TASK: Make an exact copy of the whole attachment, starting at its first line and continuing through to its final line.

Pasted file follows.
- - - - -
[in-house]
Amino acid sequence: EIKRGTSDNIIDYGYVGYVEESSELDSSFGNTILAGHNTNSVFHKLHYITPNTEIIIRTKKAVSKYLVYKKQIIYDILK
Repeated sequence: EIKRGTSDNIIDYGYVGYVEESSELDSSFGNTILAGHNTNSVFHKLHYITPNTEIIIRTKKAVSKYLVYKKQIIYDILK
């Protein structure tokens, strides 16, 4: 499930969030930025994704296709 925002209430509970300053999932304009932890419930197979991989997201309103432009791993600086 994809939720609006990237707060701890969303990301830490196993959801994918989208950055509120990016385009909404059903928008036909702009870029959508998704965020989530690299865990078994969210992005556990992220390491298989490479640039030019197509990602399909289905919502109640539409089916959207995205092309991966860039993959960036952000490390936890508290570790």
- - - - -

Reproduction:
[in-house]
Amino acid sequence: EIKRGTSDNIIDYGYVGYVEESSELDSSFGNTILAGHNTNSVFHKLHYITPNTEIIIRTKKAVSKYLVYKKQIIYDILK
Repeated sequence: EIKRGTSDNIIDYGYVGYVEESSELDSSFGNTILAGHNTNSVFHKLHYITPNTEIIIRTKKAVSKYLVYKKQIIYDILK
């Protein structure tokens, strides 16, 4: 499930969030930025994704296709 925002209430509970300053999932304009932890419930197979991989997201309103432009791993600086 994809939720609006990237707060701890969303990301830490196993959801994918989208950055509120990016385009909404059903928008036909702009870029959508998704965020989530690299865990078994969210992005556990992220390491298989490479640039030019197509990602399909289905919502109640539409089916959207995205092309991966860039993959960036952000490390936890508290570790």